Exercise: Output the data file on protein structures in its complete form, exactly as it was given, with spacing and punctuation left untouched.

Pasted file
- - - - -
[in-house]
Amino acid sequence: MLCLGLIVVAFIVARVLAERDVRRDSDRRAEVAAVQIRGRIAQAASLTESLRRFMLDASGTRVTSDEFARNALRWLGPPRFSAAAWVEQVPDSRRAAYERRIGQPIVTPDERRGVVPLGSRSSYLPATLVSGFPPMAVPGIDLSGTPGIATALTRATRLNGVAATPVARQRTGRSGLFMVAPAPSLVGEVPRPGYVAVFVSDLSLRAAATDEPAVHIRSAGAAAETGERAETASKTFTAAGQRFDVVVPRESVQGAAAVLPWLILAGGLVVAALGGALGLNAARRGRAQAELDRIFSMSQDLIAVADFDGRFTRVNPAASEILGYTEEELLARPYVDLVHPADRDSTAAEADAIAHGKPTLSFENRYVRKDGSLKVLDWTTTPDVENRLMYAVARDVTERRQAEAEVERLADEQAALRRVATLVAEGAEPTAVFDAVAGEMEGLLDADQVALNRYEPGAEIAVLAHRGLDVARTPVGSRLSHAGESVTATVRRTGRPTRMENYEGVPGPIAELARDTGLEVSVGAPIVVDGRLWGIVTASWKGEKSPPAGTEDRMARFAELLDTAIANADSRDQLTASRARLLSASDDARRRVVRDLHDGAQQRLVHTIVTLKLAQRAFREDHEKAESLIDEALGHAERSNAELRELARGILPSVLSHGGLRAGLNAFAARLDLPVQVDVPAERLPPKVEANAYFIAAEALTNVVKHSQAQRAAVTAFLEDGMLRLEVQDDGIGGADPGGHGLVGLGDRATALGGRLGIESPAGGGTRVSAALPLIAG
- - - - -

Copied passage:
[in-house]
Amino acid sequence: MLCLGLIVVAFIVARVLAERDVRRDSDRRAEVAAVQIRGRIAQAASLTESLRRFMLDASGTRVTSDEFARNALRWLGPPRFSAAAWVEQVPDSRRAAYERRIGQPIVTPDERRGVVPLGSRSSYLPATLVSGFPPMAVPGIDLSGTPGIATALTRATRLNGVAATPVARQRTGRSGLFMVAPAPSLVGEVPRPGYVAVFVSDLSLRAAATDEPAVHIRSAGAAAETGERAETASKTFTAAGQRFDVVVPRESVQGAAAVLPWLILAGGLVVAALGGALGLNAARRGRAQAELDRIFSMSQDLIAVADFDGRFTRVNPAASEILGYTEEELLARPYVDLVHPADRDSTAAEADAIAHGKPTLSFENRYVRKDGSLKVLDWTTTPDVENRLMYAVARDVTERRQAEAEVERLADEQAALRRVATLVAEGAEPTAVFDAVAGEMEGLLDADQVALNRYEPGAEIAVLAHRGLDVARTPVGSRLSHAGESVTATVRRTGRPTRMENYEGVPGPIAELARDTGLEVSVGAPIVVDGRLWGIVTASWKGEKSPPAGTEDRMARFAELLDTAIANADSRDQLTASRARLLSASDDARRRVVRDLHDGAQQRLVHTIVTLKLAQRAFREDHEKAESLIDEALGHAERSNAELRELARGILPSVLSHGGLRAGLNAFAARLDLPVQVDVPAERLPPKVEANAYFIAAEALTNVVKHSQAQRAAVTAFLEDGMLRLEVQDDGIGGADPGGHGLVGLGDRATALGGRLGIESPAGGGTRVSAALPLIAG